It's true that every child is different, but by their nature, boys are more rambunctious. Boys can be a lot more stubborn and hardheaded than girls, leading to increased difficulty when potty training.
Potty training is a big step for a toddler and should be approached with caution. It's essential that your child feels comfortable when potty training.
Potty training has been around in some sense since toilets have. Parents have always had to teach their children all sorts of things, and going to the bathroom happens to be one of them. Most children will naturally begin to show interest in going to the bathroom outside of the diaper. As the parent, you guide them in the right direction to eventually become masters in regards to potty training.
The main differences between boys and girls when it comes to potty training is attitude and their private parts. Attitude is a significant determining factor on how receptive your child will be to the potty training. The differences between boys and girls aren't exactly hard to spot, but they can impact the method and effectiveness of your potty training.
Girls will usually become potty trained before boys. In a study curated by the Medical College of Wisconsin, it was found that most girls stayed dry during the day at 32 months while the boys only began to stay dry at 35. It's hard to pinpoint exactly why, but most believe it has to do with the reasons I've stated earlier.
Girls tend to develop earlier in a lot of areas. Girls usually grasp language at a younger age, and also physically develop faster than boys. This could have something to do with the fact that girls are easier to toilet train than boys, but the honest truth is that we don't know.
Kids who start potty training later on (around three years old) will have an easier time grasping the overall concept, but waiting too long might be detrimental to your child's mental health if it gets out of hand.
Both genders will begin the potty training process sitting down. Learning to use the toilet sitting down is only a part of potty training for both boys and girls. Positioning, hygiene and genuine understanding all factor in.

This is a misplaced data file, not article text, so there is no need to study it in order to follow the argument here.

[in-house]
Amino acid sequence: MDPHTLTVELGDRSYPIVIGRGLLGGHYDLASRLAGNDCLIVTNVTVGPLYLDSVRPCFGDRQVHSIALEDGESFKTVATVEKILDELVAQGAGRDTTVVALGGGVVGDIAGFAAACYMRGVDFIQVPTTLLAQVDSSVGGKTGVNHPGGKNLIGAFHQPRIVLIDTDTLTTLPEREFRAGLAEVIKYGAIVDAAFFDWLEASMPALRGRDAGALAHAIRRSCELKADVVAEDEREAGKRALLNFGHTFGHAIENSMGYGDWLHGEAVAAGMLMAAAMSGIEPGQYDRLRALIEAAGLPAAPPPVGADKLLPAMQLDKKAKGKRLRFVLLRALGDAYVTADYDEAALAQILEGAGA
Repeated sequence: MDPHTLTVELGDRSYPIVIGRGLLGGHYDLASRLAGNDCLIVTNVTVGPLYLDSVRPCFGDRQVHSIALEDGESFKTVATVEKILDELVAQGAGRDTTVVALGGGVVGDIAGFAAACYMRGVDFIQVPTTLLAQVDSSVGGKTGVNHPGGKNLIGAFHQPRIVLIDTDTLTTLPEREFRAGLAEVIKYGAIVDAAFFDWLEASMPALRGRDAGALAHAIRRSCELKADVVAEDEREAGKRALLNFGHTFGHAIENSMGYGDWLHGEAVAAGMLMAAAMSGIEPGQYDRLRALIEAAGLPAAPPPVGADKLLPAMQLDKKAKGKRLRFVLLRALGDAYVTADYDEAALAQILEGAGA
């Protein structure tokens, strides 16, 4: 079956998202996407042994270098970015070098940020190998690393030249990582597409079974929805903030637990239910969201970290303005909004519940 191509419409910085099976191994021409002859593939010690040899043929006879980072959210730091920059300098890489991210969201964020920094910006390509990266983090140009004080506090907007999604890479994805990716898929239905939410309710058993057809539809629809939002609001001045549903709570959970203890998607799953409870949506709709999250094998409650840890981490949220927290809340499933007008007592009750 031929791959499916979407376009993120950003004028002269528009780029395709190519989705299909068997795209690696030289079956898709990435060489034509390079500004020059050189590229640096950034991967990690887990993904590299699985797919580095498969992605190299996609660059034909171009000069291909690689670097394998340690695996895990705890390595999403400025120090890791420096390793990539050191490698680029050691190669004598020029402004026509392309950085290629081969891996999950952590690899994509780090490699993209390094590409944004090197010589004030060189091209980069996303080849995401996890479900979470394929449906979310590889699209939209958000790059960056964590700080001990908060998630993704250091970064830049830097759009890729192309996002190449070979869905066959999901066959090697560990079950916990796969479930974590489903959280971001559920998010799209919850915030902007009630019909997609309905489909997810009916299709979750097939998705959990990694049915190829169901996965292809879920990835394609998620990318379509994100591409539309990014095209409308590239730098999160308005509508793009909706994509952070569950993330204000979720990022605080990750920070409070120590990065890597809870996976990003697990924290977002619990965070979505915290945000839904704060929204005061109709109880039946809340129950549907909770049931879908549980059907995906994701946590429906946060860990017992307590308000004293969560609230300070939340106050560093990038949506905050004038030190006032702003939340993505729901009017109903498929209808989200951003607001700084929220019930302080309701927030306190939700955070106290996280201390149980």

Since boys have penises and will eventually have to learn to go to the bathroom standing up as well, it can make the whole process a lot longer. Boys also might make more accidents than girls, if they're able to take their penis out and pee where they please.
Having fun games for boys to play while peeing can help them stay focused on the task. If your boy is peeing standing up, try putting something in the toilet for him to aim at, and give him a reward when he hits it. There’s no shame in using smart tricks to get your boy to play along.
The most important thing when potty training a girl is to teach her the proper positioning. Have her sit on the toilet and position herself downward, making sure everything gets into the toilet or potty. The risk of splashing is more present for girls, so make sure she’s positioned correctly to avoid that.
Girls, in general, are usually more agreeable. Your girl might be more inclined to sit patiently on the toilet and follow instruction. Boys explorative nature might make them easily distracted when potty training, leading to accidents.
It's not to say that all boys are devils, but when compared to girls they're the more mischievous bunch. Even as early as potty training age, your boy might enjoy being a troublemaker sometimes.
Boys are very hands-on and experimental while girls tend to be more gentle and methodical. These psychological factors will play into the potty training. Girls are usually cleaner, a lot more organized, and are more capable of following orders.
Girls tend to be easier as babies, and boys tend to be easier as children. It's easy to get caught up in the psychological differences between boys and girls, but the truth is that there are overlaps and it usually doesn't make too much of a difference.
If you're caught asking yourself the question, "when do I start potty training?" the answer entirely depends on your child. Each child is made different, and a result every child develops at different paces.
Most experts agree that the best time to start potty training is around the age of two. It may be however that your child isn't ready to start potty training as early as two, and that's okay. If your child is more of a late-bloomer, there's a good chance they'll have an easier time picking it up when they do come around.
The time that your child starts gaining interest in potty training isn't necessarily guaranteed. It can happen as early as six months and as late as over three years old.
The main thing to be considered about is your child's attitude. If your child is getting older and has a very negative attitude towards going potty, there may be a problem.
Although the differences between boys and girls aren’t giant, they’re still significant enough to affect how you go about toilet training your child.
After considering all that’s been mentioned in this article, look at your child and try to figure out what’s best for them. For potty training, you have to figure out just exactly what your young one responds to. It’s not always as simple as just doing things because you have a boy or a girl.
Parenting isn’t always cut and dry, and neither is potty training. Although it may seem difficult, your toddler will be potty trained in no time, and diapers will be a thing of the past.